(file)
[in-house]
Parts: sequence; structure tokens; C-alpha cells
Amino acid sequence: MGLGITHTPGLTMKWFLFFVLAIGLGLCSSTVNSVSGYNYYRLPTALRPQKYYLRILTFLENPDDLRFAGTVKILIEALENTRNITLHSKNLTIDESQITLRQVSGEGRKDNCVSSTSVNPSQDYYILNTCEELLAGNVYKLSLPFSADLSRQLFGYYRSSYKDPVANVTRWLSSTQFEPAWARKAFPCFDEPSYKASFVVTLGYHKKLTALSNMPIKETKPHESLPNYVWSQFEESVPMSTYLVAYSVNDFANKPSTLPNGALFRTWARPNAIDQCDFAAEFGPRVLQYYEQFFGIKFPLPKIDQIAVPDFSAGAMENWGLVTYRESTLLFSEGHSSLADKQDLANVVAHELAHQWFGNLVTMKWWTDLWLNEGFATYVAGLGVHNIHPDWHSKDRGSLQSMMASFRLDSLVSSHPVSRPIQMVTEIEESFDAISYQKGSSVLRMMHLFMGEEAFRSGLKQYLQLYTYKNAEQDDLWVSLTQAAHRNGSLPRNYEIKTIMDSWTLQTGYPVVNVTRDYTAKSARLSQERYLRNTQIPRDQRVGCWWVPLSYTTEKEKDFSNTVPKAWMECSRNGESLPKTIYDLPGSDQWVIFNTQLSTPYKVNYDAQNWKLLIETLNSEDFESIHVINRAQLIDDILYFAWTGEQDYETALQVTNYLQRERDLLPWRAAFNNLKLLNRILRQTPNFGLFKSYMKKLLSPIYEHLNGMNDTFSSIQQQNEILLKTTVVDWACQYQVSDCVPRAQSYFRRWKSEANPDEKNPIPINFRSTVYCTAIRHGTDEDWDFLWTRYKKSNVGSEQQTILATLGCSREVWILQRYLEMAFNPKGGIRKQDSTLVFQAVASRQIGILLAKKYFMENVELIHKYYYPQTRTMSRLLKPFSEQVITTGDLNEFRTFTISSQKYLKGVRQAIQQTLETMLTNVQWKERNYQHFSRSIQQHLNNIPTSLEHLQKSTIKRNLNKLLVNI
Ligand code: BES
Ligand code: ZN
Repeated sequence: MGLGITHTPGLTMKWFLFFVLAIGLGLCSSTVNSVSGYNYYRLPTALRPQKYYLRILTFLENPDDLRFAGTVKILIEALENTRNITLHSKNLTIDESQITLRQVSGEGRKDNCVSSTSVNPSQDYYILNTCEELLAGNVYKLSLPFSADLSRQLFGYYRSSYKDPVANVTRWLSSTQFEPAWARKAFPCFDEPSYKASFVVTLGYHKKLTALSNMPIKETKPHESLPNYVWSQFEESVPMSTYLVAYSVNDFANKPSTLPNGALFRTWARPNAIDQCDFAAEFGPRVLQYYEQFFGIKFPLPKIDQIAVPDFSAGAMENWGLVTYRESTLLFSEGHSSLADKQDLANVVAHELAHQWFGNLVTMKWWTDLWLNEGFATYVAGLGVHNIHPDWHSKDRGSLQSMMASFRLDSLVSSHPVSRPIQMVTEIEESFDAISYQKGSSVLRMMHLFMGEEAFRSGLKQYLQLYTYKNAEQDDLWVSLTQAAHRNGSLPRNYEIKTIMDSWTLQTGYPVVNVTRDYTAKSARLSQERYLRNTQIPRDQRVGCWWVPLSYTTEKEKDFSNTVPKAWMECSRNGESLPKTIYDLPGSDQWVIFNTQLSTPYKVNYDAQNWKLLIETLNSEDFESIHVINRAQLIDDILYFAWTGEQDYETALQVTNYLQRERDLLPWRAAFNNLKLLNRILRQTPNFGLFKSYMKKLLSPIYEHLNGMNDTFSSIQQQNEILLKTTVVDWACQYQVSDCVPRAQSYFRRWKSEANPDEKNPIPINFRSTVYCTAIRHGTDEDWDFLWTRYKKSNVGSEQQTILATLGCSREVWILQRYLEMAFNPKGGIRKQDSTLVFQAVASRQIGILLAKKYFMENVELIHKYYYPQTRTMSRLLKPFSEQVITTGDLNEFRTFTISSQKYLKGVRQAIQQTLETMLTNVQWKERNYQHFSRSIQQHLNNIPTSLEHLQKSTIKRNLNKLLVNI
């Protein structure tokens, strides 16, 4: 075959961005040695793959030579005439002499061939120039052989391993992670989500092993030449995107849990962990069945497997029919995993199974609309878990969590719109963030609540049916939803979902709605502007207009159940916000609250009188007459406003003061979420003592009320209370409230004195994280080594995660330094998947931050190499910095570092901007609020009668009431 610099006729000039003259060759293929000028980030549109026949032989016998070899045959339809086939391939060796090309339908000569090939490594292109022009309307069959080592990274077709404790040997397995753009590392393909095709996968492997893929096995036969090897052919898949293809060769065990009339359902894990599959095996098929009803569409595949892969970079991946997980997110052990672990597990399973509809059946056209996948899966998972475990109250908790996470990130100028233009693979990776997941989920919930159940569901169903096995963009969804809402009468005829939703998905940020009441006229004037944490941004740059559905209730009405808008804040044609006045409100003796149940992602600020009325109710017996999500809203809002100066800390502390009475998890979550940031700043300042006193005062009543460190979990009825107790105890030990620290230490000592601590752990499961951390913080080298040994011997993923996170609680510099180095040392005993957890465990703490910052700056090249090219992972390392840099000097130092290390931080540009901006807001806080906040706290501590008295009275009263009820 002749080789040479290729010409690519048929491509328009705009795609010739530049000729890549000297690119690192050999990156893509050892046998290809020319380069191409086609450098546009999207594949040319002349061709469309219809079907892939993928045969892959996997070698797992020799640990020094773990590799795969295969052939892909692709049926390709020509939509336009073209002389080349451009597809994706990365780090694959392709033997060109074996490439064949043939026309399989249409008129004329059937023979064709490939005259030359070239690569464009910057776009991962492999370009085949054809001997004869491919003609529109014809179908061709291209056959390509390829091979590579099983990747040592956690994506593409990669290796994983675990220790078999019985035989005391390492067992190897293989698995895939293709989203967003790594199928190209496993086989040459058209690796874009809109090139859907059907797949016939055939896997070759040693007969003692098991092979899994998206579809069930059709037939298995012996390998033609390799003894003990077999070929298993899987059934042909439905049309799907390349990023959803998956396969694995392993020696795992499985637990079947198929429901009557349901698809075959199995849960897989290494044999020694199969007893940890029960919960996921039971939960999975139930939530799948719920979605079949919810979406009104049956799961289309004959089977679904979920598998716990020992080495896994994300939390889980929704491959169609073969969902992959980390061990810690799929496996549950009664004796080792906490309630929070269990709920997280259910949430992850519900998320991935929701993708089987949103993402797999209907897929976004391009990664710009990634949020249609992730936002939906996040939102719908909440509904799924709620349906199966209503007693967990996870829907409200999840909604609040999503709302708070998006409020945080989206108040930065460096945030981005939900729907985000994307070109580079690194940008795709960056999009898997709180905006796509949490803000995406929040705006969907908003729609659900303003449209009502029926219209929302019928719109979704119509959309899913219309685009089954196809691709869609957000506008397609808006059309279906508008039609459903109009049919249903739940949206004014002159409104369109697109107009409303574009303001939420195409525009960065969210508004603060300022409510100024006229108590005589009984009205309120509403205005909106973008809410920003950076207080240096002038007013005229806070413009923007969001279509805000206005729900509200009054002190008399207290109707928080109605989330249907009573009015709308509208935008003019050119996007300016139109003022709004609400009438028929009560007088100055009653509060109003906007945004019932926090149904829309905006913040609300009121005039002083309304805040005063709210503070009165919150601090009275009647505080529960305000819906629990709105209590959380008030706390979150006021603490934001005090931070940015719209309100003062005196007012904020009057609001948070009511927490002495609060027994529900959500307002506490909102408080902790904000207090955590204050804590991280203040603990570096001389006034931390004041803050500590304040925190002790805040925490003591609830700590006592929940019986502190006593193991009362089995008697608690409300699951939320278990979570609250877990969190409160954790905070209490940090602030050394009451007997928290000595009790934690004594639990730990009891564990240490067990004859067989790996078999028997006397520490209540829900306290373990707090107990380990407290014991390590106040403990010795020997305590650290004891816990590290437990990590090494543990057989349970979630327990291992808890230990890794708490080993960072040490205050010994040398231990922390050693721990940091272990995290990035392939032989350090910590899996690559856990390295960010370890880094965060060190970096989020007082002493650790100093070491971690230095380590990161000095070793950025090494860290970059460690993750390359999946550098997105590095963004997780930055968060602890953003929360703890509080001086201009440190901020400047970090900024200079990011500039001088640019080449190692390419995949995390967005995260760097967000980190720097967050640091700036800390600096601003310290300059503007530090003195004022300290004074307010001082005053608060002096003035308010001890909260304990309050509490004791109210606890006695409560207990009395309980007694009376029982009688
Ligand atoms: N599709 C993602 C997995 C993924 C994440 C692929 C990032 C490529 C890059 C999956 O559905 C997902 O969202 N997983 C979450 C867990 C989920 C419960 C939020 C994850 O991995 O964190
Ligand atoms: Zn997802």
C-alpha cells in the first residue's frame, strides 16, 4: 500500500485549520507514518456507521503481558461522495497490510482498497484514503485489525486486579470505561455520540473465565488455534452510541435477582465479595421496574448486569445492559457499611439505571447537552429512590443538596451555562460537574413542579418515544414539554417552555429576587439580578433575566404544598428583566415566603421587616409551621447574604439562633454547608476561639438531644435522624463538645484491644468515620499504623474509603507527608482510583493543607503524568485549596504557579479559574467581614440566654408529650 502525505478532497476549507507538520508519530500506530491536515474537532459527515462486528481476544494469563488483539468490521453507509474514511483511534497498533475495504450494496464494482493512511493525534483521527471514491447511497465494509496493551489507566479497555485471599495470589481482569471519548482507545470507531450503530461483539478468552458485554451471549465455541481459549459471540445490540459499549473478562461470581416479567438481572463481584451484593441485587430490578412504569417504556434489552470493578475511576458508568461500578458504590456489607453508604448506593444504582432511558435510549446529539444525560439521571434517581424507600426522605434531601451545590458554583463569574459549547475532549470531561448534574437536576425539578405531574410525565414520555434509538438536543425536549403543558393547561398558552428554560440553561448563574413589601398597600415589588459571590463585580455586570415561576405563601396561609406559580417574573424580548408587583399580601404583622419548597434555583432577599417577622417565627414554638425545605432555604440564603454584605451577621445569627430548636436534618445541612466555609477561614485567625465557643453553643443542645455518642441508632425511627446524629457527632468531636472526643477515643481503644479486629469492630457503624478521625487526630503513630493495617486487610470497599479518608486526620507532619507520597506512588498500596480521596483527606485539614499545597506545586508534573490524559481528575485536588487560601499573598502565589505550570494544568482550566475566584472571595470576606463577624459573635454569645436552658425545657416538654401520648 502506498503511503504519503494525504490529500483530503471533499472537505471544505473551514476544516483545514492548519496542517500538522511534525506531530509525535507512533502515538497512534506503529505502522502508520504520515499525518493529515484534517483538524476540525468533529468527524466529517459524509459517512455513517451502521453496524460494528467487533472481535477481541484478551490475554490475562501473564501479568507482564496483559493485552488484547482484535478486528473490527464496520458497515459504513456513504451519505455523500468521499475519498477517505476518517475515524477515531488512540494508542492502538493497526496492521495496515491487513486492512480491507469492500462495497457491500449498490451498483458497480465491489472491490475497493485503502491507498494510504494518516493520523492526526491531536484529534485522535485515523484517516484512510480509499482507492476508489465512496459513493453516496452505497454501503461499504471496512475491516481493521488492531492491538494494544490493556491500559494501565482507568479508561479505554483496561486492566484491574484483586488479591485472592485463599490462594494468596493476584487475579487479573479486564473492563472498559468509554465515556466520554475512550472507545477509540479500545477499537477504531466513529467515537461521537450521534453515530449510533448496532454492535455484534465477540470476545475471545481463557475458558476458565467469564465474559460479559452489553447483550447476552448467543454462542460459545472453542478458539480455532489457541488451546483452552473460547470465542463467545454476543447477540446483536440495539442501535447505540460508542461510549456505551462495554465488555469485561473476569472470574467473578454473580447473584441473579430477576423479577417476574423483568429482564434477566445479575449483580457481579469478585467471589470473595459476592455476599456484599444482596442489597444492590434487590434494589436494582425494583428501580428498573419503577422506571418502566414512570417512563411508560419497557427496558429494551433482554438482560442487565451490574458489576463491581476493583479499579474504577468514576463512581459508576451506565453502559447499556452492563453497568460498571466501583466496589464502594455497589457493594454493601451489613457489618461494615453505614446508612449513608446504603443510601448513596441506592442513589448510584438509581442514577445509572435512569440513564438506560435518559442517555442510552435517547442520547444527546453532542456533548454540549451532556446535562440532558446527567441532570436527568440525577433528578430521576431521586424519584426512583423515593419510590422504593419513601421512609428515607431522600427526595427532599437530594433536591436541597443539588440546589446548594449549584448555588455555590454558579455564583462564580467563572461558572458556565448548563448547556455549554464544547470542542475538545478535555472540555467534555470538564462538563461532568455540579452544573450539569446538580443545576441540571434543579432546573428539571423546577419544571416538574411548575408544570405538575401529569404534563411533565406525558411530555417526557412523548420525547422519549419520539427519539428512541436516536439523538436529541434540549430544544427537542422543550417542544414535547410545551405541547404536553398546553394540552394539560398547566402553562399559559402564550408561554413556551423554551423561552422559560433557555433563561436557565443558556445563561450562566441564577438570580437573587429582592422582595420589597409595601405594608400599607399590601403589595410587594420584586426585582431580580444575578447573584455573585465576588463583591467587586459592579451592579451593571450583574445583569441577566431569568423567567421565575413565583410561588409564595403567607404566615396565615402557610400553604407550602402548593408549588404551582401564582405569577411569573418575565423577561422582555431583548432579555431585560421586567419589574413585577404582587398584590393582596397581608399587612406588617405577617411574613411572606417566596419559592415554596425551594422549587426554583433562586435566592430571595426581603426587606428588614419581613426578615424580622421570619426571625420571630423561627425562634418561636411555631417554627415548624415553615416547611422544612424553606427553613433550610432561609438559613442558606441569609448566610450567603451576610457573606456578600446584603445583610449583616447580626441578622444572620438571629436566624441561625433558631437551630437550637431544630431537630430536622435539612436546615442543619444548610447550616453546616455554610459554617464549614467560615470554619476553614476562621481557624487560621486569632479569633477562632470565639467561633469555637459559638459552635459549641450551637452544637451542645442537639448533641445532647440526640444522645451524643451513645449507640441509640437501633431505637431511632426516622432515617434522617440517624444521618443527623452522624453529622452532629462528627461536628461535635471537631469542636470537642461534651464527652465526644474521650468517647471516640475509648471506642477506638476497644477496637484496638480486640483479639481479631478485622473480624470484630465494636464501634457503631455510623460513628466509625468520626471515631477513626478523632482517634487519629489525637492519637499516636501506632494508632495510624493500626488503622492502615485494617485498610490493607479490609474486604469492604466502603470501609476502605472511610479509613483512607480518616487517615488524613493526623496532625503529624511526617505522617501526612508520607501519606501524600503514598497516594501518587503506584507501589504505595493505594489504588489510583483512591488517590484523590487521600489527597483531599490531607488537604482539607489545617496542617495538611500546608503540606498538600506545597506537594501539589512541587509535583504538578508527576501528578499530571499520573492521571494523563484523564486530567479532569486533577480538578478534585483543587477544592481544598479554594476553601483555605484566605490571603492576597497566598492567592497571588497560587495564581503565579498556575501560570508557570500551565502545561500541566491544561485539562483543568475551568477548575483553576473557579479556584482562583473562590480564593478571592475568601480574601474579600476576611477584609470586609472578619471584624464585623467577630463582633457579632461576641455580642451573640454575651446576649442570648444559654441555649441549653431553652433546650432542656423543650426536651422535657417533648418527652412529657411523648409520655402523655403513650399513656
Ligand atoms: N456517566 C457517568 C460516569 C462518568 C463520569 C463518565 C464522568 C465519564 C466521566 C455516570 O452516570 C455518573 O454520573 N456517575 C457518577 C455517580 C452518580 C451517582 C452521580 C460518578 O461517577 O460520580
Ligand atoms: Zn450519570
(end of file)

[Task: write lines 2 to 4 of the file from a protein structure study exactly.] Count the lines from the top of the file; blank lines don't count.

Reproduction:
Parts: sequence; structure tokens; C-alpha cells
Amino acid sequence: MGLGITHTPGLTMKWFLFFVLAIGLGLCSSTVNSVSGYNYYRLPTALRPQKYYLRILTFLENPDDLRFAGTVKILIEALENTRNITLHSKNLTIDESQITLRQVSGEGRKDNCVSSTSVNPSQDYYILNTCEELLAGNVYKLSLPFSADLSRQLFGYYRSSYKDPVANVTRWLSSTQFEPAWARKAFPCFDEPSYKASFVVTLGYHKKLTALSNMPIKETKPHESLPNYVWSQFEESVPMSTYLVAYSVNDFANKPSTLPNGALFRTWARPNAIDQCDFAAEFGPRVLQYYEQFFGIKFPLPKIDQIAVPDFSAGAMENWGLVTYRESTLLFSEGHSSLADKQDLANVVAHELAHQWFGNLVTMKWWTDLWLNEGFATYVAGLGVHNIHPDWHSKDRGSLQSMMASFRLDSLVSSHPVSRPIQMVTEIEESFDAISYQKGSSVLRMMHLFMGEEAFRSGLKQYLQLYTYKNAEQDDLWVSLTQAAHRNGSLPRNYEIKTIMDSWTLQTGYPVVNVTRDYTAKSARLSQERYLRNTQIPRDQRVGCWWVPLSYTTEKEKDFSNTVPKAWMECSRNGESLPKTIYDLPGSDQWVIFNTQLSTPYKVNYDAQNWKLLIETLNSEDFESIHVINRAQLIDDILYFAWTGEQDYETALQVTNYLQRERDLLPWRAAFNNLKLLNRILRQTPNFGLFKSYMKKLLSPIYEHLNGMNDTFSSIQQQNEILLKTTVVDWACQYQVSDCVPRAQSYFRRWKSEANPDEKNPIPINFRSTVYCTAIRHGTDEDWDFLWTRYKKSNVGSEQQTILATLGCSREVWILQRYLEMAFNPKGGIRKQDSTLVFQAVASRQIGILLAKKYFMENVELIHKYYYPQTRTMSRLLKPFSEQVITTGDLNEFRTFTISSQKYLKGVRQAIQQTLETMLTNVQWKERNYQHFSRSIQQHLNNIPTSLEHLQKSTIKRNLNKLLVNI
Ligand code: BES